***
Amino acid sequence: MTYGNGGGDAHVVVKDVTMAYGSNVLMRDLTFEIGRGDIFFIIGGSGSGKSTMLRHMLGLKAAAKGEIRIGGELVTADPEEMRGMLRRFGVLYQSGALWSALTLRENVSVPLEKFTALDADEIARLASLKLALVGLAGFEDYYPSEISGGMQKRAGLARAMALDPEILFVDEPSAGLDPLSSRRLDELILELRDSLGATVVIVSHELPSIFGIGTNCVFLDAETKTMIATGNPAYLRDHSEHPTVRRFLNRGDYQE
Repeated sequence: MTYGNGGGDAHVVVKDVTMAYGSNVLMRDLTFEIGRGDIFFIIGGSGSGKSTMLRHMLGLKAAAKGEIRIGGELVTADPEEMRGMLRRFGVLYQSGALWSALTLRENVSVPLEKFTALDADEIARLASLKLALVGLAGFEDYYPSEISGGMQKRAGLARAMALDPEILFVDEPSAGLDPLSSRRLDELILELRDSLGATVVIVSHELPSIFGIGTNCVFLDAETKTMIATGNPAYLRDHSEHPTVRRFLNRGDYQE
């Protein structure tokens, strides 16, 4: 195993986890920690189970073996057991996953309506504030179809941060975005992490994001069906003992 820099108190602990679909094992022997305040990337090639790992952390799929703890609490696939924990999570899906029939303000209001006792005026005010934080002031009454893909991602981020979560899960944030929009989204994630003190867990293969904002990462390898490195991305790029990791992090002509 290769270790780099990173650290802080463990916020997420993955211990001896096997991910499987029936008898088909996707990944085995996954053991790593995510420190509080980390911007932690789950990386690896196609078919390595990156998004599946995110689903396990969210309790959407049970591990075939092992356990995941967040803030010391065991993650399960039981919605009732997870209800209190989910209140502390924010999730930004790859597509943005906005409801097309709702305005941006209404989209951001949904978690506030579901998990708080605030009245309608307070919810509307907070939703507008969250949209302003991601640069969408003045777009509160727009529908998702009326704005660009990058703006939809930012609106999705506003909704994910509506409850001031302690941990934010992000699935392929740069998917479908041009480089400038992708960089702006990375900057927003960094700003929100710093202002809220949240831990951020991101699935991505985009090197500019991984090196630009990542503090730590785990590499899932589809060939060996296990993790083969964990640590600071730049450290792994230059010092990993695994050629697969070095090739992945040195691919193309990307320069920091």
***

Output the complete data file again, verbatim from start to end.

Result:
Amino acid sequence: MTYGNGGGDAHVVVKDVTMAYGSNVLMRDLTFEIGRGDIFFIIGGSGSGKSTMLRHMLGLKAAAKGEIRIGGELVTADPEEMRGMLRRFGVLYQSGALWSALTLRENVSVPLEKFTALDADEIARLASLKLALVGLAGFEDYYPSEISGGMQKRAGLARAMALDPEILFVDEPSAGLDPLSSRRLDELILELRDSLGATVVIVSHELPSIFGIGTNCVFLDAETKTMIATGNPAYLRDHSEHPTVRRFLNRGDYQE
Repeated sequence: MTYGNGGGDAHVVVKDVTMAYGSNVLMRDLTFEIGRGDIFFIIGGSGSGKSTMLRHMLGLKAAAKGEIRIGGELVTADPEEMRGMLRRFGVLYQSGALWSALTLRENVSVPLEKFTALDADEIARLASLKLALVGLAGFEDYYPSEISGGMQKRAGLARAMALDPEILFVDEPSAGLDPLSSRRLDELILELRDSLGATVVIVSHELPSIFGIGTNCVFLDAETKTMIATGNPAYLRDHSEHPTVRRFLNRGDYQE
């Protein structure tokens, strides 16, 4: 195993986890920690189970073996057991996953309506504030179809941060975005992490994001069906003992 820099108190602990679909094992022997305040990337090639790992952390799929703890609490696939924990999570899906029939303000209001006792005026005010934080002031009454893909991602981020979560899960944030929009989204994630003190867990293969904002990462390898490195991305790029990791992090002509 290769270790780099990173650290802080463990916020997420993955211990001896096997991910499987029936008898088909996707990944085995996954053991790593995510420190509080980390911007932690789950990386690896196609078919390595990156998004599946995110689903396990969210309790959407049970591990075939092992356990995941967040803030010391065991993650399960039981919605009732997870209800209190989910209140502390924010999730930004790859597509943005906005409801097309709702305005941006209404989209951001949904978690506030579901998990708080605030009245309608307070919810509307907070939703507008969250949209302003991601640069969408003045777009509160727009529908998702009326704005660009990058703006939809930012609106999705506003909704994910509506409850001031302690941990934010992000699935392929740069998917479908041009480089400038992708960089702006990375900057927003960094700003929100710093202002809220949240831990951020991101699935991505985009090197500019991984090196630009990542503090730590785990590499899932589809060939060996296990993790083969964990640590600071730049450290792994230059010092990993695994050629697969070095090739992945040195691919193309990307320069920091």